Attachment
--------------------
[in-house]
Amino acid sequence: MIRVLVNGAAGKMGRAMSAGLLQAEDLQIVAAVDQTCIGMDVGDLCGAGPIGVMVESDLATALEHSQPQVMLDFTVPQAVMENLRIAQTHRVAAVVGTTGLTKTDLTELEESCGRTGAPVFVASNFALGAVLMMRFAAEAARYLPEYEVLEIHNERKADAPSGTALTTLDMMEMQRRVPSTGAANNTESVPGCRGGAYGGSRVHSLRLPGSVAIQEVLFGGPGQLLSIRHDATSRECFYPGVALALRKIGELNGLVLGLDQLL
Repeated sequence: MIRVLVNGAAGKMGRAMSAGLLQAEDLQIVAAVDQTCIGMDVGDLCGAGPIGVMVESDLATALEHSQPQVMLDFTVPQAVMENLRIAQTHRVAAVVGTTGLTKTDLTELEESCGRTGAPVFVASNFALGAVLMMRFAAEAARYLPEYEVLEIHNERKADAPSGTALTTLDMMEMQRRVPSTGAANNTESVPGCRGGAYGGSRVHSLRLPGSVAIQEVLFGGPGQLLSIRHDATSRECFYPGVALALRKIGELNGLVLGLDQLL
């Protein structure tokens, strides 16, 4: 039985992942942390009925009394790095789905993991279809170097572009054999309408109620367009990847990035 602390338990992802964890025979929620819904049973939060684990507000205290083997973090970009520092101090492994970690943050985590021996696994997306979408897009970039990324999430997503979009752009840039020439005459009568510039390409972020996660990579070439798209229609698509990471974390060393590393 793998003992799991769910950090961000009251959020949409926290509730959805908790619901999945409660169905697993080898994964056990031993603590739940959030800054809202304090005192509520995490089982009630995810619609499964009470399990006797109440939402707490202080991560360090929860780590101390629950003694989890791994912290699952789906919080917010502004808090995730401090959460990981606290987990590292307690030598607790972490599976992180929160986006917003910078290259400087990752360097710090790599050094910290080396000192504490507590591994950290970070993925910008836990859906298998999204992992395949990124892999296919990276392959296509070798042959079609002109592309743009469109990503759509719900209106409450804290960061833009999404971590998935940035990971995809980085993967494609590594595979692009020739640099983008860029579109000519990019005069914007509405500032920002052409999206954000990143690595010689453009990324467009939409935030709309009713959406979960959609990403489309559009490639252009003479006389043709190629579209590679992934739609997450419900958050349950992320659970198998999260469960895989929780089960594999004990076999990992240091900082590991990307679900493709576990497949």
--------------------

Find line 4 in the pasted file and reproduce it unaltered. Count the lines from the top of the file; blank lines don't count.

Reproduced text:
């Protein structure tokens, strides 16, 4: 039985992942942390009925009394790095789905993991279809170097572009054999309408109620367009990847990035 602390338990992802964890025979929620819904049973939060684990507000205290083997973090970009520092101090492994970690943050985590021996696994997306979408897009970039990324999430997503979009752009840039020439005459009568510039390409972020996660990579070439798209229609698509990471974390060393590393 793998003992799991769910950090961000009251959020949409926290509730959805908790619901999945409660169905697993080898994964056990031993603590739940959030800054809202304090005192509520995490089982009630995810619609499964009470399990006797109440939402707490202080991560360090929860780590101390629950003694989890791994912290699952789906919080917010502004808090995730401090959460990981606290987990590292307690030598607790972490599976992180929160986006917003910078290259400087990752360097710090790599050094910290080396000192504490507590591994950290970070993925910008836990859906298998999204992992395949990124892999296919990276392959296509070798042959079609002109592309743009469109990503759509719900209106409450804290960061833009999404971590998935940035990971995809980085993967494609590594595979692009020739640099983008860029579109000519990019005069914007509405500032920002052409999206954000990143690595010689453009990324467009939409935030709309009713959406979960959609990403489309559009490639252009003479006389043709190629579209590679992934739609997450419900958050349950992320659970198998999260469960895989929780089960594999004990076999990992240091900082590991990307679900493709576990497949």